On their journeys to and through the EU, they can again become victims of trafficking, prostitution and sexual exploitation. Parliament's position Mary Honeyball, a UK member of the S&D group, has drafted an own-initiative report on women refugees, highlighting the need for gender-sensitive measures as part of broader reforms on EU migration and asylum policies. According to the report, once women are accepted in an EU country, their special needs are often not fully addressed throughout the asylum process, including the fact that they are often travelling with young children. New EU-wide measures should give women access to proper legal advice or the right to request female interviewers and interpreters. Reception centres should include separate sleeping and sanitation facilities for women as well as trauma counselling and appropriate health services. The report also states that having been the victim of violence due to being a woman should be a valid reason for seeking asylum in the European Union. The women's rights committee adopted the non-legislative report on 28 January. All MEPs will debate and vote on the report on 8 March. Women refugees in Europe (source UNHCR)  Out of the refugees who arrived by sea in 2015, 58% were men, 17% women and 25% children (gender not specified).   Since the beginning of 2016, just over 55% of refugees arriving in Europe are women and children.   Find out what the Parliament does to fight gender inequality.

Navigation (Menu)   Navigation (Menu)   Headlines  Headlines  Homepage  Category:EU affairs  Category:World  Category:Economy  Category:Society  Category:Security  Close menu  Press room  Press room  Homepage   Accreditation  Press tool kit  Contacts  Close(Press room)  Agenda  Agenda  Highlights  Weekly agenda  Briefing  Close menu  FAQ   #EuropeansAgainstCovid19   Close the navigation(Menu)     Human trafficking: "Few victims go to court because we don't protect them enough"  Society  11-07-2016 - 11:09     Share this page:  Facebook  Twitter  LinkedIn  Whatsapp          Barbara Lochbihler   Human trafficking is a highly profitable international crime in which people are traded for use in prostitution, forced labour or other forms of exploitation. In a resolution adopted in plenary last week, MEPs condemned it as a modern kind of slavery and one of the worst forms of human rights violations. Resolution author Barbara Lochbihler, a German member of the Greens/EFA group, told us victims needed more protection and that more needed to be done on forced labour and money laundering. Why was it important for the Parliament to adopt a resolution on this now? The EU is carrying out a complete review of its anti-trafficking strategy, so this is the right time to give a stronger view of the situation in its external relations. What measures can the Parliament and the EU implement when dealing with other countries to help fight human trafficking?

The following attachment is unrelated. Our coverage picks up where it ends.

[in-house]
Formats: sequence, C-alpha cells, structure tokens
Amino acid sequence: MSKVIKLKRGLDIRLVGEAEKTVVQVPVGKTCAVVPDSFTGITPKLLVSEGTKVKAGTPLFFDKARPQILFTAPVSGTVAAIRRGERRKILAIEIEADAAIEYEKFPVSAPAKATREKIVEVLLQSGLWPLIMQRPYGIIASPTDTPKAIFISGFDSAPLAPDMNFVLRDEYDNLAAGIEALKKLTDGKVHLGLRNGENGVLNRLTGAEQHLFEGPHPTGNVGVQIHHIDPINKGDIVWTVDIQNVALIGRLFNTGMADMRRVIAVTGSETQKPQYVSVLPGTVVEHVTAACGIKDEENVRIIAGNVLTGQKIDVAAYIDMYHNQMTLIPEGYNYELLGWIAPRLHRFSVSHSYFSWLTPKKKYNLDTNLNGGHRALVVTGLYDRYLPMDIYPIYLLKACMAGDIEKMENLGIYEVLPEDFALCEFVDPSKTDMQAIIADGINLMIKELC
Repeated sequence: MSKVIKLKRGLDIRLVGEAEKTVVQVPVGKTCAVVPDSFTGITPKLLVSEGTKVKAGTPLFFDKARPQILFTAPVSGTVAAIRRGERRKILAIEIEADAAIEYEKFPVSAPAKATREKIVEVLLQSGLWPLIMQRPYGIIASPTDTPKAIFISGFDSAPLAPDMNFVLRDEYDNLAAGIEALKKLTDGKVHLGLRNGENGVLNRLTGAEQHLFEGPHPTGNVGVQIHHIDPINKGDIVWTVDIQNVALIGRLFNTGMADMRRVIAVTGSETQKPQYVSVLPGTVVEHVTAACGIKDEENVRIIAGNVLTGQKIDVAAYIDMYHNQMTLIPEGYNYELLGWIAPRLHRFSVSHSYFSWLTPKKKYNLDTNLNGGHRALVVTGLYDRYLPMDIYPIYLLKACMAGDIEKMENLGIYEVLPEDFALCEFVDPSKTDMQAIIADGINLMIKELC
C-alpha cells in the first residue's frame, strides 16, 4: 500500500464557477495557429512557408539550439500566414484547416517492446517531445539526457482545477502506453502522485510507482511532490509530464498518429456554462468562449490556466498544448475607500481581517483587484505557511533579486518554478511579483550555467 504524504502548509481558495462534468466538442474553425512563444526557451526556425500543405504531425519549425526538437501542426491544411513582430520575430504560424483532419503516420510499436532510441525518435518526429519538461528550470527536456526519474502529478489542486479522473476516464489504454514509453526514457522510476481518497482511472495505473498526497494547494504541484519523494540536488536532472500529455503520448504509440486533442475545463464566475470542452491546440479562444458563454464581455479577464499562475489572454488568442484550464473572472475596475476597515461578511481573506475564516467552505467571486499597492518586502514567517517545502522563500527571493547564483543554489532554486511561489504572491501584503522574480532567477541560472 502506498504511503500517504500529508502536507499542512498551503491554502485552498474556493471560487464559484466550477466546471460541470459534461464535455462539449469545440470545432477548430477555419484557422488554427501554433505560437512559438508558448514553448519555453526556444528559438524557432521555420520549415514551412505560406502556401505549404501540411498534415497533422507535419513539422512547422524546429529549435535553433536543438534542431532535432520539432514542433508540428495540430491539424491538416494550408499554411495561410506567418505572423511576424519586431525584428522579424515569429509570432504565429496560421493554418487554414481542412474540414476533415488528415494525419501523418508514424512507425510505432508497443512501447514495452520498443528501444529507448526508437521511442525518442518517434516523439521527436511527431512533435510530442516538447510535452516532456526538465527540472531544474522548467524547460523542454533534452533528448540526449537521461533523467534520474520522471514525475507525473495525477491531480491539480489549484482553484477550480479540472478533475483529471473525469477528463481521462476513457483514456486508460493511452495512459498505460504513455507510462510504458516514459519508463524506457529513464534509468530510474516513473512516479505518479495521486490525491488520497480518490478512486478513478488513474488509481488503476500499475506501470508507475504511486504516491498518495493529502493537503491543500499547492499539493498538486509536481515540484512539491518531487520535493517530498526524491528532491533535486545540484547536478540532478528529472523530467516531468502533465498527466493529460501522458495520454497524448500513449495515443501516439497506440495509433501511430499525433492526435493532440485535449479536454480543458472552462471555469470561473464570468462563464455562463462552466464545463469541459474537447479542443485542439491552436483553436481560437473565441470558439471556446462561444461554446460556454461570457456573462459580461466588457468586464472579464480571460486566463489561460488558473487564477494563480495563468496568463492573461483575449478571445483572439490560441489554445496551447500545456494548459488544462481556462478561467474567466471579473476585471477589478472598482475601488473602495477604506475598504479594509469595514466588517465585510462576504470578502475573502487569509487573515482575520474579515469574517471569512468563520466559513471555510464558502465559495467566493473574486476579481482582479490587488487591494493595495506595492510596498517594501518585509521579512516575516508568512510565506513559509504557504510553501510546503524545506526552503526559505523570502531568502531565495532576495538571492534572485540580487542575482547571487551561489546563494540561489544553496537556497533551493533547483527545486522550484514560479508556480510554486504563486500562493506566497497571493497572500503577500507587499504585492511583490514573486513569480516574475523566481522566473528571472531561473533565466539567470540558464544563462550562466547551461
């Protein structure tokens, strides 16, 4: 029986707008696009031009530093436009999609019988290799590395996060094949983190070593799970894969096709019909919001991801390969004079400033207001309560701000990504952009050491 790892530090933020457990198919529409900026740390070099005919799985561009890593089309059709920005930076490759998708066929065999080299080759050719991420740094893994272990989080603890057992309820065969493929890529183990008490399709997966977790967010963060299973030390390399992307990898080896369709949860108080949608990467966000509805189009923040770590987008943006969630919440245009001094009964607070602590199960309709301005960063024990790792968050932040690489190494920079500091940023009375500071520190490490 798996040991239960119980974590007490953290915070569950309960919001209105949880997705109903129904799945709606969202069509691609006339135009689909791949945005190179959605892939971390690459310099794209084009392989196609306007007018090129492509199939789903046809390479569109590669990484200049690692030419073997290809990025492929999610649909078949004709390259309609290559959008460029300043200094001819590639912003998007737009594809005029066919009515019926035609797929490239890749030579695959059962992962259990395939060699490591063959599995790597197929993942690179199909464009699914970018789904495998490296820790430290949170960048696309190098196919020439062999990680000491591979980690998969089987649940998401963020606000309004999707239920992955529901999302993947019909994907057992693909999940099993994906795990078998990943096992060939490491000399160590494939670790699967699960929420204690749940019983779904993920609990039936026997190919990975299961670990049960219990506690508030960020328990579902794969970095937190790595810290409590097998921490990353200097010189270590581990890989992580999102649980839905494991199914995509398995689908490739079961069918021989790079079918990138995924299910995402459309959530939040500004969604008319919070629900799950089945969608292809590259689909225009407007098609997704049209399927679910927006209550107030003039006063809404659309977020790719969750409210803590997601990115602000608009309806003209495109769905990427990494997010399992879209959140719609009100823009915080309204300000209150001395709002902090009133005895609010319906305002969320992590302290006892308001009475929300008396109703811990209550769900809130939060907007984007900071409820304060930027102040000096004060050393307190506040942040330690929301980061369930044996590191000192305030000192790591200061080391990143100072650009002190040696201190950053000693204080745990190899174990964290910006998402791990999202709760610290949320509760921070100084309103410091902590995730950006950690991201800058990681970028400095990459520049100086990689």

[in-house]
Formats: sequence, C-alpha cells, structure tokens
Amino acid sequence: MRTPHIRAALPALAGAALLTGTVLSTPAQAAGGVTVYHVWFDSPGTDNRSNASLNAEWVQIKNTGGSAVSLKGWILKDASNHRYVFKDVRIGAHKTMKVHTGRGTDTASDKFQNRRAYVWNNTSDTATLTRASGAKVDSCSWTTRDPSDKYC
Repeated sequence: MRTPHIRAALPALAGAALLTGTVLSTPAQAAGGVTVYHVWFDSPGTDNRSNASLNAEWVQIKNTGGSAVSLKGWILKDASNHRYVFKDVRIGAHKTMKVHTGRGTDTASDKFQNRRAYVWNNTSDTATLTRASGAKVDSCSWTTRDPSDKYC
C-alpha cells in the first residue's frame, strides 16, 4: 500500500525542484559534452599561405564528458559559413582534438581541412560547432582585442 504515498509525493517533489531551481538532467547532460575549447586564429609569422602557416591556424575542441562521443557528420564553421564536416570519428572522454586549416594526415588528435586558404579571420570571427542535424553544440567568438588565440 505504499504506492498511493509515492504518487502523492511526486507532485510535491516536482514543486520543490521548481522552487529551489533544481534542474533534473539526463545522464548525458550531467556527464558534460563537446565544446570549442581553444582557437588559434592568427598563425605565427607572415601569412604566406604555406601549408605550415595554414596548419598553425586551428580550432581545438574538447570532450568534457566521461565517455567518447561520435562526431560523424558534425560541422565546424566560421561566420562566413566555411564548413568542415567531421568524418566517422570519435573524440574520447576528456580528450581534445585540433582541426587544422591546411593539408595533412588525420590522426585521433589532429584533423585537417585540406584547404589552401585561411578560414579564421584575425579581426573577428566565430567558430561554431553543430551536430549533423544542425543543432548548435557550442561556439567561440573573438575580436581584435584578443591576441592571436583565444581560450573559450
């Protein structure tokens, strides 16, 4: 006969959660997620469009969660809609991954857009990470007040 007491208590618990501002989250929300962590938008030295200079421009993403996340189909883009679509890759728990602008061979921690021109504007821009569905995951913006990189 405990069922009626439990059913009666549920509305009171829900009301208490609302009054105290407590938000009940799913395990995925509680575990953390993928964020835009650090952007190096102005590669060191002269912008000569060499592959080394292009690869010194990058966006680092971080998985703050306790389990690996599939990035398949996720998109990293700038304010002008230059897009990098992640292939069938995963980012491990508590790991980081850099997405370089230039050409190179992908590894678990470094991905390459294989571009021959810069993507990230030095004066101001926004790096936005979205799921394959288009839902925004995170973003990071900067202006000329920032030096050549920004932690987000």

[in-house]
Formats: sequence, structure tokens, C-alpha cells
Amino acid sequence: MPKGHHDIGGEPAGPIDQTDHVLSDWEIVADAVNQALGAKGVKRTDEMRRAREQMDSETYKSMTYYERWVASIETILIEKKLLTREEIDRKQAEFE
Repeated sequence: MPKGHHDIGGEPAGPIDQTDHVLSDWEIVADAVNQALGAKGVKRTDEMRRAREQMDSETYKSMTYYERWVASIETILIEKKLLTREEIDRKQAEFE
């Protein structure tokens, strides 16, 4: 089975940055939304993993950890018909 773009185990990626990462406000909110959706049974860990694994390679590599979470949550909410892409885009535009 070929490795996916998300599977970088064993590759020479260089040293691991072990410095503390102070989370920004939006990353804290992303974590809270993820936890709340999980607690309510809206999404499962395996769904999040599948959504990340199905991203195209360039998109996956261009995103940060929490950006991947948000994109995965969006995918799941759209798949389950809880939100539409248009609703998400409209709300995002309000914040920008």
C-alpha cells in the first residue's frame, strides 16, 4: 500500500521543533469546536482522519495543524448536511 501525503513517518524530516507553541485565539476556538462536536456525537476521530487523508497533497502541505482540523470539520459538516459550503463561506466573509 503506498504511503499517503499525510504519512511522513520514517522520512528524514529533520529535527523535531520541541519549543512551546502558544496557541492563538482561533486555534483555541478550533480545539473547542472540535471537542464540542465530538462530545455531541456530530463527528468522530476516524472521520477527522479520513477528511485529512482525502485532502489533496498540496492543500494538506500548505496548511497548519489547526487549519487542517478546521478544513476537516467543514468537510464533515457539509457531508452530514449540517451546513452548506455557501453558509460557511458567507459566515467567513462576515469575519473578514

We believe that matters concerning childbirth, access to abortion services and prostitution are issues for national governments. This report calls for EU Member States to ensure a minimum number of health professionals available to perform abortions; obliges them to guarantee local obstetric care in rural and mountainous areas; and calls on them to give free access to health services to unemployed women. The payment of healthcare is a Member State responsibility and as a political group, we have to ask the question: why just unemployed women and not unemployed men too? Priorities for the 61th session of the UN Commission on the Status of Women (A8-0018/2017 - Constance Le Grip, Maria Arena) 14-02-2017 British Conservatives in the European Parliament fully support the UK Government’s equality agenda and back many of the aims of the UN Commission on the Status of Women. We want to combat domestic violence in all its forms and support the Istanbul Convention, to which the UK is a signatory. We want to ensure that the most vulnerable in society – often women, children and the elderly – get the protection they need. Sadly, a number of paragraphs in the Le Grip-Arena Report, which contains proposals for the European Council to take to the UN’s 61st Session of the Commission on the Status of Women, go against our core principles of ensuring respect for Member State sovereignty and subsidiarity.

Their objective was to assess the implementation of the Italian law on abortion and the measures to protect victims of trafficking and prostitution. Read more MEPs push for measures to improve the situation fo women with disabilities (29.11.2018) MEPs urged the Commission and member states to take measures to strengthen the rights of women with disabilities, in a resolution adopted on Thursday 29 November. Read more Joint FEMM/DROI statement on the International Day for the Elimination of Violence against Women (Sunday 25 November 2018) (22.11.2018) Joint statement by Vilija Blinkevičiūtė, Chair of the Committee on Women's Rights and Gender Equality, and Pier Antonio Panzeri, Chair of the Subcommittee on Human Rights. Read more Individual taxation is crucial to achieving tax fairness for women (21.11.2018) Women’s Rights and Gender Equality Committee MEPs adopted a draft report on gender equality and taxation policies in the EU on Wednesday 21 November.  Read more Making quality care services available to all is crucial for work-life balance (15.11.2018) The European Parliament adopted a non-legislative resolution on care services in the EU for improved gender equality on Thursday 15 November. Read more Care services should meet women and men's needs for a work-life balance (10.10.2018) Women’s Rights and Gender Equality Committee MEPs adopted a draft report on care services in the EU for improved gender equality on Wednesday 10 October.